Danish companies must make ends meet or perish. They generally will not get handouts from the government.

Denmark is more free-market oriented than the US. According to the Heritage Foundation’s 2018 Index of Economic Freedom, Denmark is number 12, ahead of the United States (number 18). Venezuela is at the bottom, one place ahead of number 180, North Korea.

Mads Lundby Hansen, chief economist of Denmark’s respected pro-free-market think tank CEPOS, comments:

“Very high taxes and the vast public sector clearly detract in the capitalism index and reduce economic freedom. But Denmark compensates by protecting property rights, by low corruption, relatively little regulation of private enterprise, open foreign trade, healthy public finances and more. This high degree of economic freedom is among the reasons for Denmark’s relatively high affluence.”
Trish Regan recently claimed on Fox Business that Danes pay a “federal tax rate” of 56% on their income. This is misleading. The 55.8% is the levied on the marginaltax for the top income bracket, only on the part of their income above DKK 498,900 ($76,500). Any income under DKK 498,900 is taxed at lower rates. And the 55.8% marginal rate does not represent a “federal” or “national” rate. It represents the total of all taxes on income: national tax, regional tax, municipal tax and labor market tax. It does not, however, include Denmark’s 25% value-added tax (VAT), paid on all purchases.

Regan also claimed that Danes pay a 180% tax on cars. While it is true that there was once a maximum tax of 180% on care in Denmark, the vehicle tax rates have been lowered in recent years. Today, the first DKK 185,100 ($28,400) of the price of a gas- or diesel-powered car is taxed at 85%, and if the car’s price is above DKK 185,100, the remaining amount is taxed at 150% — which is of course bad enough.

Denmark’s total tax burden amounts to 45.9% of GDP, the highest of all countries in the Organisation for Economic Co-operation and Development (OECD).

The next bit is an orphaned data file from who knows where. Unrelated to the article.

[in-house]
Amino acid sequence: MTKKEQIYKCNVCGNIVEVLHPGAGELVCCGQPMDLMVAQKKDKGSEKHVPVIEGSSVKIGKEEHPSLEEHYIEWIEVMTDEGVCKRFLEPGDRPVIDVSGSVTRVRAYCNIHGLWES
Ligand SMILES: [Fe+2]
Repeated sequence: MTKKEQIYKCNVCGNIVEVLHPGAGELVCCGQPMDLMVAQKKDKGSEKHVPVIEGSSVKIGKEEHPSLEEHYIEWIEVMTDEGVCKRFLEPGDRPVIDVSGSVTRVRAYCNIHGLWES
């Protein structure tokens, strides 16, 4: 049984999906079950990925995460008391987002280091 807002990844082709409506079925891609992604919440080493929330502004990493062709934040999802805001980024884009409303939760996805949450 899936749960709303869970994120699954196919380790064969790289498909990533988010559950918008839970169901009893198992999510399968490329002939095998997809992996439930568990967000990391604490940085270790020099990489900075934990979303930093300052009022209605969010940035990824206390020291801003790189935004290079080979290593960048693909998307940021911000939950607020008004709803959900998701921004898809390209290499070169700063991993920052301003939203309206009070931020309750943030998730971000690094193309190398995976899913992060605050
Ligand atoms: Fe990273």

As pointed out in the Fox Business segment, all education for Danes is tuition-free, all the way through to a Ph.D. Not only that; the state will, within certain time constraints, pay students to study. For students at university level no longer living with their parents, the monthly cash grant comes to almost $1,000 per month. No fewer than 325,000 students out of a total population of 5.6 million benefit from this generous arrangement setting the state back to the tune of DKK 20.9 billion or 1% of GDP (latest 2018 figures just in and supplied by Mads Lundby Hansen). Denmark even pays student support to 20,000 foreign students.

Attempts by fiscal conservatives to cut down on payments to students have been successfully resisted by the vociferous and influential student organizations; at present it would appear impossible to muster anything like a parliamentary majority to limit the student handouts.

Fox Business is right that a great many Danes are on public transfer payments. Government figures from 2017 indicate that 712,300 Danes of working age (16-64) — not including recipients of student benefits — get public financial support. But Regan’s claim that most Danes do not work is ludicrous. According to Statistics Denmark, 69.9% of Danes aged 16-64 are active in the labor market.

How can Denmark pay for its comprehensive welfare state, which includes free medical care regardless of the severity of your condition? Regan claims that Denmark is “heavily in debt.” Not so. As it turns out, Denmark is among the least indebted countries in the world, even when compared to other Western countries. The Danish government’s gross debt stands at 35.9% of GDP. Compare that to, e.g., The United Kingdom (86.3 %), The United States (108%), Belgium (101%), Canada (86.6%), France (96.3%), Germany (59.8%), The Netherlands (53.5%), Italy (129.7%), Spain (96.7%) and even Switzerland (41.9%).

Comparing Denmark to the US, Madsen notes that the latter has a problem with fiscal sustainability that may necessitate tax increases. Denmark enjoys what he labels fiscal “oversustainability” (“overholdbarhed”).

At a time when socialism appears to be popular among certain sections of the American population, its proponents would do well not to cite Denmark as a model. The Danish fusion of free-market capitalism and a comprehensive welfare state has worked because Denmark is a small country with a very homogeneous population. This economic and social model rests on more than 150 years of political, social and economic compromises between peasants and landowners, business-owners and workers, and right- and left-leaning political parties. This has led to a measure of social and political stability that would be hard to emulate in much larger and more diverse counties such as the United States.


Lars Hedegaard, President of the Danish Free Speech Society, is based in Denmark.

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Ron Paul: Protectionism Abroad and Socialism at Home

One of the most insidious ways politicians expand government is by creating new programs to “solve” problems created by politicians.

Ron Paul

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Authored by Ron Paul via The Ron Paul Institute for Peace & Prosperity:


One of the most insidious ways politicians expand government is by creating new programs to “solve” problems created by politicians. For example, government interference in health care increased health care costs, making it difficult or even impossible for many to obtain affordable, quality care. The effects of these prior interventions were used to justify Obamacare.